Did you say go for a walk?!
Sure, let’s go! Just have to grab the leash, and a jacket, and a hat, probably a pair of gloves too…
It’s true, walking your dog in winter is not as simple as when the weather is, well… not winter. However, it’s still important that our dogs get exercise in the winter — and let’s face it, nature calls no matter the weather.
So we’re here to share some helpful tips for walking dogs in winter.
To jump to something specific, check out our table of contents:
- Walking (even) In a Winter Wonderland
- Tips for Walking In Winter
- When Is It Too Cold to Walk Your Dog?
- Alternatives to Outdoor Walking
As is the case with your two-legged family members, your dog has needs that need to be met every day.
Aside from survival needs like food, water, and a good environment to do their doggy business, your dog also needs love, quality time, training, and exercise.
Your dog’s daily walk is a key tool for meeting a lot of those needs, especially for training and exercise. Many common behavioral issues arise from dogs not having enough mental and physical stimulation throughout the day — daily walks are just the trick to turn that around.
Walks are also a great opportunity for training. Dogs can work on skills like listening to directional cues and learning to not pull on the leash. If that’s something you’re working on with your pup, you’ll find this video useful! 👇
Bonus content: Keep your pup well-behaved on their leash and beyond (while having fun!) with these 21 Impulse Control Games!
That’s why it’s so important to not let walks fall by the wayside during the winter.
Yes, the decreased daylight and dipping temperatures can make your daily stroll a little less enjoyable for you, but it’s still important for your dog’s health and happiness.
Just as there are precautions to take during hot summer months, there are certain things you do have to keep in mind when walking your dog during winter.
You already know the basic steps to take for yourself as you head out into the cold: zip up your heavy coat, put on a hat, slip on your gloves, etc. Staying warm is your top priority for yourself — is it for your dog, too?
Yes, your dog has a built-in fur coat that does provide protection during walks and time outside in the yard. However, the winter weather can be brutal and can even put your dog in danger.
To keep your dog happy and safe during winter walks, keep these tips in mind:
- Avoid having your dog outdoors for long periods of time, especially if the temperature is near or below freezing. Try to break outdoor time into segments shorter than 30 minutes when possible.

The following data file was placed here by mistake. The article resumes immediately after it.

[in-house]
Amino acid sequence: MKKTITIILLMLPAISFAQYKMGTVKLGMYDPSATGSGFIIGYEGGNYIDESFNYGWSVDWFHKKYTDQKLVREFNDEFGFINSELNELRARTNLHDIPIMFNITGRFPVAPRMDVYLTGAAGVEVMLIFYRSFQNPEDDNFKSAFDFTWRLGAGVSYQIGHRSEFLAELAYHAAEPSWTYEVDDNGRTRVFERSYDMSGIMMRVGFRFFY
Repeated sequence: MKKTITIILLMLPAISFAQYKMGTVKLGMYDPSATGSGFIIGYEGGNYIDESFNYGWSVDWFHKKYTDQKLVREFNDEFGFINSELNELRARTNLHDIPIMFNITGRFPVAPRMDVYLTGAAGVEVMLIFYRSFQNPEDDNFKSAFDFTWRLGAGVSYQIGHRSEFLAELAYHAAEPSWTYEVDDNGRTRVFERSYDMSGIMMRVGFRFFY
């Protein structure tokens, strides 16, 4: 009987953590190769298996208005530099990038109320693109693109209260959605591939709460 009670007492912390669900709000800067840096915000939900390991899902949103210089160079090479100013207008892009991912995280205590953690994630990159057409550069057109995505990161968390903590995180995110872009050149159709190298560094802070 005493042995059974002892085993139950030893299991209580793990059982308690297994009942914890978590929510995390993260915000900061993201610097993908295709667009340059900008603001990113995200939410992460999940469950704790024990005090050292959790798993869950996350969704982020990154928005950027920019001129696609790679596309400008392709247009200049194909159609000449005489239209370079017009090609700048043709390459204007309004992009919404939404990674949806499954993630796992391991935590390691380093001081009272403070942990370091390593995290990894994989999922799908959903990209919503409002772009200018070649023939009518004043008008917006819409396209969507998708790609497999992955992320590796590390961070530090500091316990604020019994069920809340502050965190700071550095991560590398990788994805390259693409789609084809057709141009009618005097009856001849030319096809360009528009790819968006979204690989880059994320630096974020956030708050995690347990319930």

- Walk your dog during the warmest parts of the day if possible, mainly in the late morning or early afternoon.
- Make sure your dog is completely dry from bathing or grooming before taking them outside in the cold.
- Dress them in a sweater or coat, especially for short-hair dogs.
- Use booties, balms, or waxes for a protective layer on paws.
- Make sure your yard and walkways are cleared of ice to keep dogs from slipping or getting cut — just make sure you use pup-friendly ice melt.
The biggest tip we can give here is to trust your dog. Some breeds are designed to thrive in the snow and cold, and really enjoy rolling around in a ball of white fluff. If that’s your dog, let them enjoy it!
Other dogs, however, aren’t so thrilled by the cold. If your dog is displaying unsettled body language or doesn’t want to spend a second longer than it takes to do their business outside, maybe long walks in the cold aren’t for them.
According to the American Veterinary Medical Association, your dog’s cold tolerance can vary depending on their coat type, body fat, activity level, breed, and overall health.
After all, some dogs were bred for outdoor work in all conditions, while others are meant more for… companionship (which is still as noble as any other doggy job!).
In general, larger and longer-haired dogs tend to have a better tolerance for the cold while smaller and shorter-hair breeds don’t. However, each individual dog is different, so be careful about making generalizations.
The important thing to keep in mind when walking your dog in the winter is understanding their limits. It’s time to bring your dog inside and limit time spent outdoors if you notice any of the following:
- Fur and skin that is cold to the touch
- Difficulty breathing or walking
- Shivering and trembling followed by no shivering
- Seeming weak, dazed, or unresponsive to stimuli
If the weather is in the single digits or there’s a snowstorm outside, long walks likely won’t be possible. It’s important to make sure your dog is getting their dose of daily physical and mental exercise though, to keep them happy and healthy.
The winter is a great time to introduce indoor exercise methods through toys, games and learning new skills. It’s a great way to exercise your pup’s body and brain without having to spend time in the cold.
Here are a few alternatives to outdoor walking 👇
- Training fun new tricks like roll over, spin, and other ‘fun’ tricks
- Snuffle mats & foraging boxes
- Hide and seek with tasty treats
- Indoor obstacle course
- Puzzle feeders and other brain games
Check out this article for more on how to exercise your dog indoors — there are 21 ideas, so you’re sure to find something that’s suitable for you and your pup!
Recap of Walking Dog in Winter
The cold winter weather can certainly change your dog’s walking routine — but that doesn’t have to be a bad thing.
You can use this time of year to sport some of the latest winter fashion for your pup, or even learn some fun new indoor games.
Or, you can supplement any chilly outdoor time with lots of warm snuggling and belly rubs… no, our dogs did not tell us to write that 😉
How do you handle the cold weather with your dog? Tell us in the comments below!